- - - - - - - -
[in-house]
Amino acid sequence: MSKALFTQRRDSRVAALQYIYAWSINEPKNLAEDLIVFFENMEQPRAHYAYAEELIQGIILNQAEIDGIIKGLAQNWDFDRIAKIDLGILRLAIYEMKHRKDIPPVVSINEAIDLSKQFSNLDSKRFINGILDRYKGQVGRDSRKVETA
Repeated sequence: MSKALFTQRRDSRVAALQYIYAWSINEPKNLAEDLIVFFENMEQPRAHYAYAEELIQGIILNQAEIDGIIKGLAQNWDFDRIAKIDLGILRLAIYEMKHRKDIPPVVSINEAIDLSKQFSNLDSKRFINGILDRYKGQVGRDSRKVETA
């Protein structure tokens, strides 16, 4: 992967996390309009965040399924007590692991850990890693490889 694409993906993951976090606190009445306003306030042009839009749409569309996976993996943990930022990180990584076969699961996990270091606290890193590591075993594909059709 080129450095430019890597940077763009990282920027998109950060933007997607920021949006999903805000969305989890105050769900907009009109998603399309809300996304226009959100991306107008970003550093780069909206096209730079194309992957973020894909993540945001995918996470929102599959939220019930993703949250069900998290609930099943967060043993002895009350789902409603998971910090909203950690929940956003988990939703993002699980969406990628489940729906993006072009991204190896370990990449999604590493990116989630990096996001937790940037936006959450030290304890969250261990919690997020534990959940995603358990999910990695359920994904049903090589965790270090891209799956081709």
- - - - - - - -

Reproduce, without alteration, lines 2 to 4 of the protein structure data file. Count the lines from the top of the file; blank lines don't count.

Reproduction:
Amino acid sequence: MSKALFTQRRDSRVAALQYIYAWSINEPKNLAEDLIVFFENMEQPRAHYAYAEELIQGIILNQAEIDGIIKGLAQNWDFDRIAKIDLGILRLAIYEMKHRKDIPPVVSINEAIDLSKQFSNLDSKRFINGILDRYKGQVGRDSRKVETA
Repeated sequence: MSKALFTQRRDSRVAALQYIYAWSINEPKNLAEDLIVFFENMEQPRAHYAYAEELIQGIILNQAEIDGIIKGLAQNWDFDRIAKIDLGILRLAIYEMKHRKDIPPVVSINEAIDLSKQFSNLDSKRFINGILDRYKGQVGRDSRKVETA
């Protein structure tokens, strides 16, 4: 992967996390309009965040399924007590692991850990890693490889 694409993906993951976090606190009445306003306030042009839009749409569309996976993996943990930022990180990584076969699961996990270091606290890193590591075993594909059709 080129450095430019890597940077763009990282920027998109950060933007997607920021949006999903805000969305989890105050769900907009009109998603399309809300996304226009959100991306107008970003550093780069909206096209730079194309992957973020894909993540945001995918996470929102599959939220019930993703949250069900998290609930099943967060043993002895009350789902409603998971910090909203950690929940956003988990939703993002699980969406990628489940729906993006072009991204190896370990990449999604590493990116989630990096996001937790940037936006959450030290304890969250261990919690997020534990959940995603358990999910990695359920994904049903090589965790270090891209799956081709």